sitting at the bar

What I’m Up To.

Settle in.  I want to tell you what I’m up to.

It only looks like an Edward Hopper painting.  This is my life in New Orleans.

sitting at the bar

A woman can be any age, from girl to crone, and, whatever age she is, she always looks better when she sports a black beret.  Prove me wrong.  You can’t.

Nanette is 72 years old.  She is wearing a black cashmere sweater and black tights.  Her skirt is red tartan plaid, as is her scarf.  Her wool jacket is black, as is her woolen beret.  The beret is oversized, jaunty, relaxed.  Nanette is here with her father.  I have never had the nerve to introduce myself to the father.

Nanette’s shoes are the same color as the Pope’s: red.  It isn’t unusual to see red shoes in New Orleans.  Most people have at least one pair for occasions when one needs to wear red shoes.  It happens more often here than you think.  It’s a thing.  People in New Orleans buy new shoes in a different color every year.  Most of them are made in Italy.

Nanette just changed her seat so that she can watch the door.

There are two rock stars at the bar.  One of them is like all Stevie Ray Van Zandt and the other guy is like a worm who is probably his manager.  Stevie Ray is a loudmouth.  The wormy guy, he looks like the Undertaker’s manager, he doesn’t say much I can hear but I can hear that he chuckles like Peter Lorre.

It’s a weird scene today, I can tell you that.

A lady is eating nothing but cornbread and diet Coke for lunch.  She looks to be having lunch with her father, too, just like Nanette.  I can’t tell what the cornbread lady’s father is eating but I can tell you it isn’t worth me putting on my eyeglasses to find out.  We are at Frey Smoked Meat Company.  It is some kind of barbecue something or other.  I’m sure it’s great.

Now someone else showed up.  She has the manner of a doormouse.  She keeps her mask on between sips of beer.

The rock stars are not really rock stars, appearances notwithstanding.  Stevie Ray’s hat is ridiculous.  They’re both out of central casting.  They are not rock stars but they are race track people.  That explains it.  Professional gamblers.  I don’t usually run into their type so deep in Mid-City New Orleans.  They tend to congregate closer to the race track.

The doormouse and I are getting along famously.  We are both cold.  She is eating pork belly poppers, which, to my eye, are cubes of fat covered with pepper jelly glaze.  No one will let me order pork belly.  Not at Frey, not at Blue Oak, not at Toups’, not at anyplace.  Everyone says the same thing: “It’s not for you, Mr. King.  You are going to hate it.”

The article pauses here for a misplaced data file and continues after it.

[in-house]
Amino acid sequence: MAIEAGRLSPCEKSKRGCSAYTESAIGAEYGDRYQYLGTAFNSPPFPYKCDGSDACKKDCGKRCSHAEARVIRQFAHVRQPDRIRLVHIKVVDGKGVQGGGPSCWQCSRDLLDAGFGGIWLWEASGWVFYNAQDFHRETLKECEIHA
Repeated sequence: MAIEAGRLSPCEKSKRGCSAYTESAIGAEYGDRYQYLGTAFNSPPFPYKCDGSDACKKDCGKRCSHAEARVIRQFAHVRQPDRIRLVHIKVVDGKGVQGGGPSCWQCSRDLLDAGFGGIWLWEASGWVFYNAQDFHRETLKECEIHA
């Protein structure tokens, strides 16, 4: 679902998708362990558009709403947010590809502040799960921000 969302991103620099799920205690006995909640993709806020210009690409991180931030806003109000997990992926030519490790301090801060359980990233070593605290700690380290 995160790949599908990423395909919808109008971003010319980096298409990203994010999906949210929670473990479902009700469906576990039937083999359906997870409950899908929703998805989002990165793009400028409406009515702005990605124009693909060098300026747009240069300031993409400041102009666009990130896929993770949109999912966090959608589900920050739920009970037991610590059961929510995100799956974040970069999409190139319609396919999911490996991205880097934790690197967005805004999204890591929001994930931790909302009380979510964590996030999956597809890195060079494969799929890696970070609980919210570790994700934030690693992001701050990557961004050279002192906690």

I trust my advisors.

mother mary statue

Nanette wears a wig.  It isn’t obvious from afar but I was just talking to her up close and it is obvious up close.  I wonder what she looks like under that rug.  She knows how to rock a black beret. Nanette is no inegnue.  She is better that.  She is very well put together.

Nanette likes the seats two rows in front of my favorite two seats.  That’s how we met. Familiarity breeds respect.

The other lady seems to really be on a cornbread diet.  Maybe it’s a fad.  I don’t know but I do know I’ll be keeping my eyes open to see if a trend is developing.

The rock stars are off to the track.  The races start soon.  They carry thick wads of bills in their pockets.  They must know what they are doing.  The one of them is loud enough for the both of them.  The other one is just creepy.  Paul Bearer was a gimmick for Bill Moody.  These guys don’t have a gimmick.  This is their life.  Nice work if you can get it.

The guy with the stupid hat would have been better off if he was wearing a black beret.  He would look less a buffoon.  In fact, this joker would look best in a red beret but he doesn’t let his mojo roll that way.  Everyone has their foibles.

It takes a special kind of person to be able to make a living as a profesional gambler.  That’s not the life for me.  I like the life that I’ve got.  I should.  Look at where I live.  I get to have lunch with you every day.

Welcome to my world.

I live both an uneventful and endlessly interesting life.  I live in New Orleans, America’s Most Interesting City!  I appreciate the opportunity to write you letters from New Orleans over lunch.

Subscribe and I will do it at least five times a week, more likely six.  I’m only going to commit to five.  $80 a year.  What?  That’s too much?  It is not. It is cheaper than a vacation in this wonderful city I call home and you will know a lot more than any guidebook or your friends can tell you.  Welcome to my world.  I live in the real New Orleans.  I love where I live.  You will, too.

Sign up for the paid subscription.  It is $7.00 for a minimum of five letters a week.  We should have lunch together as often as possible.  Something interesting happens in my part of New Orleans every day.  There are angels in the details.

The northernmost Caribbean city, New Orleans is The City Care Forgot.

If you opt for the free subscription, you’ll be marginally up to speed but you won’t be embedded in the New Orleans state of mind, where I live, in the real  New Orleans, in the round.

Welcome to my world.  If you want to learn more about what I encounter every day, you are in the right place.  Subscribe today.  There is plenty more where this comes from every day.

It is very good to see you.  Welcome to my world.  Life is a parade in a cabaret.  Every day is worth writing down.  This blog is going to be updated regularly but less so and more focused than it has been recently.  The good stuff is moving elsewhere, to Substack.  Check out what you’ve been missing.  It will be nice to have you back.

It will be nice to have lunch with you.

With a handshake,

-Matthew Boniface Gordon King

Your man-in-New Orleans.